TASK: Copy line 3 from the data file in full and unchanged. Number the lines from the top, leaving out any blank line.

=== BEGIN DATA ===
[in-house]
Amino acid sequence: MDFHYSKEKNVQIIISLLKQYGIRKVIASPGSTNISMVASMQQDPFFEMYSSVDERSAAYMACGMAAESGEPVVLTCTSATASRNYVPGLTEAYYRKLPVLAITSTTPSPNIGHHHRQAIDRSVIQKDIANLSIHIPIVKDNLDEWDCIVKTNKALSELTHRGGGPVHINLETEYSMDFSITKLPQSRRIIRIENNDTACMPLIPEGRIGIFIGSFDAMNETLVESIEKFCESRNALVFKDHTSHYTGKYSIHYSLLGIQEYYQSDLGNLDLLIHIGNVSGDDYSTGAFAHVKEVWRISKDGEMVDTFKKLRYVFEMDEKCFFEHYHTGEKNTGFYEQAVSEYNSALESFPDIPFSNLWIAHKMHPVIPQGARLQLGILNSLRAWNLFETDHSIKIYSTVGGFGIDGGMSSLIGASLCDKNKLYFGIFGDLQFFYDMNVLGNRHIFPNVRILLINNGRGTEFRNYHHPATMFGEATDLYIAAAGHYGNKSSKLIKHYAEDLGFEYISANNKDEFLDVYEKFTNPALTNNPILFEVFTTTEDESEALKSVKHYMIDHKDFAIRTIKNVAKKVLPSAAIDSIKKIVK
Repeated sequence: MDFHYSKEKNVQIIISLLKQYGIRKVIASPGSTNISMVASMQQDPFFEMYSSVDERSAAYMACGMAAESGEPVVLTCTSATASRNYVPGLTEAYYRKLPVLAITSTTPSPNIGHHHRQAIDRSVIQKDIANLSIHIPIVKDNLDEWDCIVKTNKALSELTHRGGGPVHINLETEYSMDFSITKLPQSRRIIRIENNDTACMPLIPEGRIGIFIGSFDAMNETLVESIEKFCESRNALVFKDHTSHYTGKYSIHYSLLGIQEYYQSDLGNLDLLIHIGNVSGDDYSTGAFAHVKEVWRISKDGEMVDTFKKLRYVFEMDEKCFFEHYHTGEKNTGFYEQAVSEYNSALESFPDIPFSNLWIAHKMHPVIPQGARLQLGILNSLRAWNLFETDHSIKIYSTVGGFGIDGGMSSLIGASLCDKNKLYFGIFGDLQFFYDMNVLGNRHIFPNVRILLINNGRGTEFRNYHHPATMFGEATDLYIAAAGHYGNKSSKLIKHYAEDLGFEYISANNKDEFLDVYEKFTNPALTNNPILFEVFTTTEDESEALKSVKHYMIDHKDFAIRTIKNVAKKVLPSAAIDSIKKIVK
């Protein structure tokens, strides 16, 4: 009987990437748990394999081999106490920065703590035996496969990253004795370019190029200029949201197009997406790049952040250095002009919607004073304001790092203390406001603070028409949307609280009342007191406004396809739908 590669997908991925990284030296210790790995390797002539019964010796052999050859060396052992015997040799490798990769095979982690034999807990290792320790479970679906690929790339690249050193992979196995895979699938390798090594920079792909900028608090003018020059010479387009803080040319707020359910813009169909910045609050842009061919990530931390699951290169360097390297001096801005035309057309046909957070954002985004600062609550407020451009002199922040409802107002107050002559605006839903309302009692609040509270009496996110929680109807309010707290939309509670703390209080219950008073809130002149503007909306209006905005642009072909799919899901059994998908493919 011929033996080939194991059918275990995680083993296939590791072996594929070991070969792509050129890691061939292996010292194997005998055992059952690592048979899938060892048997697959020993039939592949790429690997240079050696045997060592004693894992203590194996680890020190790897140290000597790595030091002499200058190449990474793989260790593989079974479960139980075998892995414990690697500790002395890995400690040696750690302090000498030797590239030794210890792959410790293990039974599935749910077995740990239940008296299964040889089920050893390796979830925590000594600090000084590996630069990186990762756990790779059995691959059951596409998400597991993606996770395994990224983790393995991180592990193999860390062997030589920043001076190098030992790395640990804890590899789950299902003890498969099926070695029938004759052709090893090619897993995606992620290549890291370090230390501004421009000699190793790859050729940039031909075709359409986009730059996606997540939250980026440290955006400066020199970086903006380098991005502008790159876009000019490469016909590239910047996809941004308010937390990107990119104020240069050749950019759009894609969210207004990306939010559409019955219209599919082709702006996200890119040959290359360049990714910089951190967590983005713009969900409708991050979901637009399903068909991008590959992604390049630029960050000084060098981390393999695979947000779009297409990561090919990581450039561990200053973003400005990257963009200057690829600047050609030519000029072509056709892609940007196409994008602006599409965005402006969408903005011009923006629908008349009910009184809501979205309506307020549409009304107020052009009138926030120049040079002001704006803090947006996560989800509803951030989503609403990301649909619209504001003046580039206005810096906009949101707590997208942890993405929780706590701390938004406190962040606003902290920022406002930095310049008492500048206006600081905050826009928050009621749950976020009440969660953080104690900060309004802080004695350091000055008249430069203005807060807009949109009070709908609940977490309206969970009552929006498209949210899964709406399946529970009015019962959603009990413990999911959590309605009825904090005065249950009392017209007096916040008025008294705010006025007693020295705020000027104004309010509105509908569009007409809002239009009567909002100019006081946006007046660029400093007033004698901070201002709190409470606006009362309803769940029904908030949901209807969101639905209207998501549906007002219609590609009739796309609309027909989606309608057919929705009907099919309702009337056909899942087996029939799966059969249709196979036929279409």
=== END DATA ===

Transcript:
Repeated sequence: MDFHYSKEKNVQIIISLLKQYGIRKVIASPGSTNISMVASMQQDPFFEMYSSVDERSAAYMACGMAAESGEPVVLTCTSATASRNYVPGLTEAYYRKLPVLAITSTTPSPNIGHHHRQAIDRSVIQKDIANLSIHIPIVKDNLDEWDCIVKTNKALSELTHRGGGPVHINLETEYSMDFSITKLPQSRRIIRIENNDTACMPLIPEGRIGIFIGSFDAMNETLVESIEKFCESRNALVFKDHTSHYTGKYSIHYSLLGIQEYYQSDLGNLDLLIHIGNVSGDDYSTGAFAHVKEVWRISKDGEMVDTFKKLRYVFEMDEKCFFEHYHTGEKNTGFYEQAVSEYNSALESFPDIPFSNLWIAHKMHPVIPQGARLQLGILNSLRAWNLFETDHSIKIYSTVGGFGIDGGMSSLIGASLCDKNKLYFGIFGDLQFFYDMNVLGNRHIFPNVRILLINNGRGTEFRNYHHPATMFGEATDLYIAAAGHYGNKSSKLIKHYAEDLGFEYISANNKDEFLDVYEKFTNPALTNNPILFEVFTTTEDESEALKSVKHYMIDHKDFAIRTIKNVAKKVLPSAAIDSIKKIVK